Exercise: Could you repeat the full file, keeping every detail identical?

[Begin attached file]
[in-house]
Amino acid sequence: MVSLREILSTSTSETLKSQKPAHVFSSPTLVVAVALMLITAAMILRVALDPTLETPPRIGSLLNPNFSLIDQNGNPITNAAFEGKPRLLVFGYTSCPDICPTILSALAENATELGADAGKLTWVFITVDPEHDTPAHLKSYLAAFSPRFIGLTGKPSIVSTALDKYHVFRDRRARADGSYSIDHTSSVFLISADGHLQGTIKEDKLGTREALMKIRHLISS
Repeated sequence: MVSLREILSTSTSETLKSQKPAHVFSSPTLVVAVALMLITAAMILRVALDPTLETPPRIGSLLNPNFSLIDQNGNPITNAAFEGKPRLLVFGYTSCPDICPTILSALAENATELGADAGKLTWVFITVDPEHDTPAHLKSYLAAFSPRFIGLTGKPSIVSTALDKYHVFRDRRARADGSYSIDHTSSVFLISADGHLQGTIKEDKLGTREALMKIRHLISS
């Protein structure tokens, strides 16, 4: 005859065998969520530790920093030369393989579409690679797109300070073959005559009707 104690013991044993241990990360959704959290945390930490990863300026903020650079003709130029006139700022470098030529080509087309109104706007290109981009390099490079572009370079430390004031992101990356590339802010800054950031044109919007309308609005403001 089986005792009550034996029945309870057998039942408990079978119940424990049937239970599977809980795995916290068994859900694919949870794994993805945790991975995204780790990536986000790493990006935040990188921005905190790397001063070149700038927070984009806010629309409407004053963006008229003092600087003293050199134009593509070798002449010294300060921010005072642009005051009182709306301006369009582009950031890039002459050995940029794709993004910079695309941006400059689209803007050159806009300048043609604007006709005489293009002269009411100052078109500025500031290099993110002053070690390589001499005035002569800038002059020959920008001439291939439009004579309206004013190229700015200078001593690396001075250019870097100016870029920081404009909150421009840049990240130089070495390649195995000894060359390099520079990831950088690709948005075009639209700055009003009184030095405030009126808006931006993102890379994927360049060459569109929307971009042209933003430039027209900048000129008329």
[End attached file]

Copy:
[in-house]
Amino acid sequence: MVSLREILSTSTSETLKSQKPAHVFSSPTLVVAVALMLITAAMILRVALDPTLETPPRIGSLLNPNFSLIDQNGNPITNAAFEGKPRLLVFGYTSCPDICPTILSALAENATELGADAGKLTWVFITVDPEHDTPAHLKSYLAAFSPRFIGLTGKPSIVSTALDKYHVFRDRRARADGSYSIDHTSSVFLISADGHLQGTIKEDKLGTREALMKIRHLISS
Repeated sequence: MVSLREILSTSTSETLKSQKPAHVFSSPTLVVAVALMLITAAMILRVALDPTLETPPRIGSLLNPNFSLIDQNGNPITNAAFEGKPRLLVFGYTSCPDICPTILSALAENATELGADAGKLTWVFITVDPEHDTPAHLKSYLAAFSPRFIGLTGKPSIVSTALDKYHVFRDRRARADGSYSIDHTSSVFLISADGHLQGTIKEDKLGTREALMKIRHLISS
């Protein structure tokens, strides 16, 4: 005859065998969520530790920093030369393989579409690679797109300070073959005559009707 104690013991044993241990990360959704959290945390930490990863300026903020650079003709130029006139700022470098030529080509087309109104706007290109981009390099490079572009370079430390004031992101990356590339802010800054950031044109919007309308609005403001 089986005792009550034996029945309870057998039942408990079978119940424990049937239970599977809980795995916290068994859900694919949870794994993805945790991975995204780790990536986000790493990006935040990188921005905190790397001063070149700038927070984009806010629309409407004053963006008229003092600087003293050199134009593509070798002449010294300060921010005072642009005051009182709306301006369009582009950031890039002459050995940029794709993004910079695309941006400059689209803007050159806009300048043609604007006709005489293009002269009411100052078109500025500031290099993110002053070690390589001499005035002569800038002059020959920008001439291939439009004579309206004013190229700015200078001593690396001075250019870097100016870029920081404009909150421009840049990240130089070495390649195995000894060359390099520079990831950088690709948005075009639209700055009003009184030095405030009126808006931006993102890379994927360049060459569109929307971009042209933003430039027209900048000129008329």